Thanks to work by Dr Arnold Peckerman we now know that cardiac output in CFS patients is impaired. Furthermore the level of impairment correlates very closely to the level of disability in patients. Dr Peckerman was asked by the US National Institutes of Health to develop a test for CFS in order to help them to judge the level of disability in patients claiming Social Security benefits. Peckerman is a cardiologist and on the basis that CFS presents with low blood pressure, low blood volume and perfusion defects, he surmised CFS patients were in heart failure To test this he came up with Q scores.


"Q" stands for cardiac output in litres per minute and this can be measured using a totally non-invasive method called Impedence Cardiography. This allows one to accurately measure cardiac output by measuring the electrical impedence across the chest wall. The greater the blood flow the less the impedance. This can be adjusted according to chest and body size to produce a reliable measurement (this is done using a standard algorithm). It is important to do this test when supine and again in the upright position. This is because cardiac output in healthy people will vary from 7 litres per min when lying down to 5 litres per min when standing. In healthy people this drop is not enough to affect function. But in CFS sufferers the drop may be from 5 litres lying down to 3.5 litres standing up. At this level the sufferer has a cardiac output which causes borderline organ failure.


This explains why CFS patients feel much better lying down. They have acceptable cardiac output lying down, but standing up they are in borderline heart and organ failure. CFS is therefore the symptom which prevents the patient developing complete heart failure. Actually, everyone feels more rested when they are sitting down with their feet up! The subconscious has worked out that the heart has to work less hard when you are sitting down with your feet up - so we do so because we feel more comfortable!



This means there are two tests for CFS
Firstly, we can test the rate at which ATP is recycled inside cells as above.


Secondly, it is possible to measure cardiac output whilst standing and sitting using the Impedence Cardiograph. This test has been proven in the US in the assessment of disability in CFS - the Q score is an extremely accurate prediction of disability. However, what this test does not do is tell you why there is disability (i.e. post exertional fatigue). As this test is not easily available to CFS patients in this country, I feel that the ATP test will give us all the answers needed for the management of CFS.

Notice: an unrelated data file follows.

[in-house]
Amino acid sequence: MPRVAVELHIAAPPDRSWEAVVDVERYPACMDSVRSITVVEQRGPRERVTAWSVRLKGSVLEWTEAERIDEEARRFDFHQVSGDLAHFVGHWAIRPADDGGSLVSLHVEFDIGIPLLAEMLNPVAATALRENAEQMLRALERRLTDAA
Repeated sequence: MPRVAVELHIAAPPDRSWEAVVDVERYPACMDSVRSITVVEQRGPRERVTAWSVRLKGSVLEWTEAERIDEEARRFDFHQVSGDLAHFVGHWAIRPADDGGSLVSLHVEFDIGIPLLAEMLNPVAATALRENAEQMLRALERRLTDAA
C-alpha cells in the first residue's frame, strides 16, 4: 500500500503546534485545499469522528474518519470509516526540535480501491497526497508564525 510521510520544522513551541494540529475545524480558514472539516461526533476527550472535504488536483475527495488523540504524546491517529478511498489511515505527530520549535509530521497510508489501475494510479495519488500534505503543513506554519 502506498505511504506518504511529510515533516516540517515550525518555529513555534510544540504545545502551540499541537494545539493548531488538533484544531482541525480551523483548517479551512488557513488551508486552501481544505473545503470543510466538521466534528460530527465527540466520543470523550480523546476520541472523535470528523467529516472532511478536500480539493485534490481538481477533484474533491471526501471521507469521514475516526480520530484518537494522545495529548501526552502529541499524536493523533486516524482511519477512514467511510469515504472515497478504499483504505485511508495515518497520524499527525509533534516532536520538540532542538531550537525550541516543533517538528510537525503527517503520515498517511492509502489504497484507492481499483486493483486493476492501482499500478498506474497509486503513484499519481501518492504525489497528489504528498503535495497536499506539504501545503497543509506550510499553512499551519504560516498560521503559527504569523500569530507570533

Low cardiac output explains the symptoms of CFS
The job of the heart is to maintain blood pressure. If the blood pressure falls, organs start to fail. If the heart is working inadequately as a pump then the only way blood pressure can be sustained is by shutting down blood supply to organs. Organs are shut down in terms of priority, i.e. the skin first, then muscles, followed by liver, gut, brain and finally the heart, lung and kidney. As these organ systems shut down, this creates further problems for the body in terms of toxic overload, susceptibility to viruses which damage mitochondria further, thus exacerbating all the problems of the CFS sufferer.


1. Effects on the Skin
If you shut down the blood supply to the skin, this has two main effects. The first is that the skin is responsible for controlling the temperature of the body. This means that CFS patients become intolerant of heat. If the body gets too hot then it cannot lose heat through the skin (because it has no blood supply) and the core temperature increases. The only way the body can compensate for this is by switching off the thyroid gland (which is responsible for the level of metabolic activity in the body and hence heat generation) and so one gets a compensatory underactive thyroid. This alone worsens the problems of fatigue.


The second problem is that if the micro-circulation in the skin is shut down, then the body cannot sweat. This is a major way through which toxins, particularly heavy metals, pesticides and volatile organic compounds are excreted. Therefore the CFS sufferer's body is much better at accumulating toxins, which of course further damage mitochondria.


2. Symptoms in Muscles
If the blood supply to muscles is impaired, then muscles quickly run out of oxygen when one starts to exercise. With no oxygen in the muscles the cells switch over to anaerobic metabolism, which produces lactic acid and it is this that makes muscles ache so much.


As well as the above problem, muscles in the CFS patient have very poor stamina because the mitochondria which supply them with energy are malfunctioning.


3. Symptoms in the Liver and Gut
Poor blood supply to the gut results in inefficient digestion, poor production of digestive juices and leaky gut syndrome. Leaky gut syndrome causes many other problems such as allergies, autoimmunity, malabsorption, etc., which further compound the problems of CFS.


If liver circulation is inadequate, this will result in poor detoxification, not just of heavy metals, pesticides and volatile organic compounds, but also toxins produced as a result of fermentation in the gut again further poisoning the mitochondria.


4. Effects on the Brain
Last October I attended a conference sponsored by the late Dr John Richardson. A Canadian physician Byron Hyde showed us some functional scans of the brains of CFS patients. If I had not known the diagnosis, I would have diagnosed strokes. This is because the blood supply to some area of the brain was so impaired. The default is temporary and with rest, blood supply recovers. However, this explains the multiplicity of brain symptoms suffered from, such as poor short term memory, difficulty multi-tasking, slow mental processing and so on. Furthermore brain cells are not particularly well stocked with mitochondria and therefore they run out of energy very quickly.


5. Effects on the Heart